Portland, Oregon – Elliot Mainzer, who has served as administrator and CEO of the Bonneville Power Administration for the past seven years, will leave the agency at the end of August.
“It’s been a tremendous honor to serve as BPA administrator and CEO, said Mainzer. “I would like to thank the U.S. Department of Energy, the BPA community, our customers, tribal, state and federal officials, members of the environmental community, and our other regional partners for collaborating with us to strengthen and modernize BPA and position the agency as an engine of economic prosperity and environmental sustainability for many years to come.”
“The department thanks Elliot for his dedicated service to BPA’s utility customers and the people of the Northwest,” said Secretary of Energy Dan Brouillette. “The region has benefited from his expertise, leadership and commitment to collaboration during an incredibly transformational time.”
Mainzer was sworn in as the 15th administrator in BPA’s 83-year history on Feb. 20, 2014 after serving as acting administrator since July 2013. From day one, Mainzer prioritized taking care of the BPA workforce and building a healthier and stronger organizational culture, which he did by instituting safety as a core value and implementing a new executive structure, decision-making process and focusing on management excellence, diversity and inclusion. Under Mainzer’s leadership, BPA has achieved the strongest safety performance in the organization’s history.
Mainzer served as administrator during a period of significant industry change. In response, he led the development of BPA’s 2018-2023 strategic plan, which serves as a roadmap to sustain BPA’s financial strength, modernize BPA’s assets and system operations, provide competitive power products and services, and meet transmission customer needs efficiently and responsively. A central element of the strategic plan has been a focus on grid modernization and preparing BPA to adapt to evolving energy markets and new technologies. Mainzer also advanced new approaches to transmission planning and advocated for an enhanced regional resource adequacy program and a reinvigorated Northwest Power Pool.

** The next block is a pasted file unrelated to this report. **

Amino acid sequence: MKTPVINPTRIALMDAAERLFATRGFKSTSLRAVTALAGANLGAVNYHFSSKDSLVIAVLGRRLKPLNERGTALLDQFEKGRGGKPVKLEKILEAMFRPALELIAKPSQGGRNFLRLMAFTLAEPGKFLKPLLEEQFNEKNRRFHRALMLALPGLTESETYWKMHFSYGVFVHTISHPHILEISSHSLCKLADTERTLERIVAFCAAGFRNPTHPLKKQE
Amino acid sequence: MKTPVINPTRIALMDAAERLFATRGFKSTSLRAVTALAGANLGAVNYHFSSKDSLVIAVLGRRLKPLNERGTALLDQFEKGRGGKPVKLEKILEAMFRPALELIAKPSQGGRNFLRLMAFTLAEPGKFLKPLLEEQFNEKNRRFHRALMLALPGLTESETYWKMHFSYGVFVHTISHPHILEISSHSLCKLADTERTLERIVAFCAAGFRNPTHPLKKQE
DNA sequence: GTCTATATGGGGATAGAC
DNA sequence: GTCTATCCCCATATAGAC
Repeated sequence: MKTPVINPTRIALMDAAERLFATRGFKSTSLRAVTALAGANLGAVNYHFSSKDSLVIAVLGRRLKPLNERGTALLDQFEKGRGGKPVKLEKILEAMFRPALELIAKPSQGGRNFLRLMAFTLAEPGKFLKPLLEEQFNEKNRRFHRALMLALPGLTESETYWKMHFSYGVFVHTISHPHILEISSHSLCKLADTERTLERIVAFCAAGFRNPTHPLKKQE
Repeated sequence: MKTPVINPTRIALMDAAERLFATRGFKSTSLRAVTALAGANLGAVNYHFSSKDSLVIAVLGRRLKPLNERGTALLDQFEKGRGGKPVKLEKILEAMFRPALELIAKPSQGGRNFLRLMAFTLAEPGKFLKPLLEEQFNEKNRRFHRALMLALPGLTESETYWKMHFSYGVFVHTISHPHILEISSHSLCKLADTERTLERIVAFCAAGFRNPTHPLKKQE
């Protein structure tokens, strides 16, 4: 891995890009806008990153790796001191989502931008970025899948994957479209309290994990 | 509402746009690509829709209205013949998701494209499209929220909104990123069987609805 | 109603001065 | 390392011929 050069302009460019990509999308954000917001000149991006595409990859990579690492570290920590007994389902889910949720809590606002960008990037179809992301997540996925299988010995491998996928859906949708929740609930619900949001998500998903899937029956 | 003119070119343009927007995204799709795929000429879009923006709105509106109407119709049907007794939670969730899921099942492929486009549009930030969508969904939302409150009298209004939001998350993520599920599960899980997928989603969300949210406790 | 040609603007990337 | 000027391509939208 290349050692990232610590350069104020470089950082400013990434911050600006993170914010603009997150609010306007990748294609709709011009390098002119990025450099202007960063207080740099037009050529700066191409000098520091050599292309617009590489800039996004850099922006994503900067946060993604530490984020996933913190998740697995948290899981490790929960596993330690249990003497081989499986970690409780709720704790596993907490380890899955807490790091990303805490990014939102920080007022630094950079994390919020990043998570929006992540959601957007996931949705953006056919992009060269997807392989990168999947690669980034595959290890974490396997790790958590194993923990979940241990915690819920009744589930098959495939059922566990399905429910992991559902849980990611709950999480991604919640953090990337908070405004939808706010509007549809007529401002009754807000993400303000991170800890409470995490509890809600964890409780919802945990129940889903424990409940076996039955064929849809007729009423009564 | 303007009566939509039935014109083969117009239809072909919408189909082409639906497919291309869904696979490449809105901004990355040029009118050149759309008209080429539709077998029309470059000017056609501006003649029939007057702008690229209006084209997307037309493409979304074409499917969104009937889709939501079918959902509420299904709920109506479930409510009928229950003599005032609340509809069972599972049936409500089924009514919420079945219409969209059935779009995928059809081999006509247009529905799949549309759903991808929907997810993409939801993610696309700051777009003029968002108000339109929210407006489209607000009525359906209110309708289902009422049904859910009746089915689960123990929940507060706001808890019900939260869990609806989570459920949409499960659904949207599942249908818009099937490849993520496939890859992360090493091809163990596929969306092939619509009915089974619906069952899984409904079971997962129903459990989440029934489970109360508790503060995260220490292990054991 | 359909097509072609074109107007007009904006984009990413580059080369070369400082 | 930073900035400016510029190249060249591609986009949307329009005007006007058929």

Throughout his 18-year career at BPA, Mainzer focused on the opportunities and challenges of large-scale renewables integration and helped enable BPA to connect more than 5,000 MW of wind energy to its high-voltage transmission system.
In recent years, he has also worked to strengthen regional partnerships and understanding of shared interests within the Columbia River Basin on the complex issues associated with salmon recovery, hydroelectricity, tribal culture, navigation, irrigation, and rural economic development.
“Energy markets, technologies and public policies will continue to evolve at a rapid pace,” said Mainzer. “I am confident that with a continued focus on collaborative relationships, customer responsiveness, disciplined cost management and business agility, BPA will successfully address the market, technological and environmental challenges and opportunities ahead.”
Mainzer will continue to serve as administrator through Aug. 31. DOE will announce an acting administrator at a later date to ensure a smooth transition.
“I am profoundly grateful for the focus and dedication of the BPA workforce during my time as administrator and am proud of their many accomplishments,” added Mainzer. “As I move on to my next professional opportunity, I look forward to staying in touch with my colleagues in the Pacific Northwest as we work towards a prosperous clean energy future.”
The Bonneville Power Administration, headquartered in Portland, Oregon, is a nonprofit federal power marketer that sells wholesale, carbon-free hydropower from 31 federal dams in the Columbia River Basin. It also markets the output of the region’s only nuclear plant. BPA delivers this power to more than 140 Northwest electric utilities, serving millions of consumers and businesses in Washington, Oregon, Idaho, western Montana and parts of California, Nevada, Utah and Wyoming. BPA also owns and operates more than 15,000 circuit miles of high-voltage power lines and 261 substations, and provides transmission service to more than 300 customers. In all, BPA provides nearly a third of the power generated in the Northwest. To mitigate the impacts of the federal dams, BPA implements a fish and wildlife program that includes working with its partners to make the federal dams safer for fish passage. It also pursues cost-effective energy savings and operational solutions that help maintain safe, affordable, reliable electric power for the Northwest. www.bpa.gov
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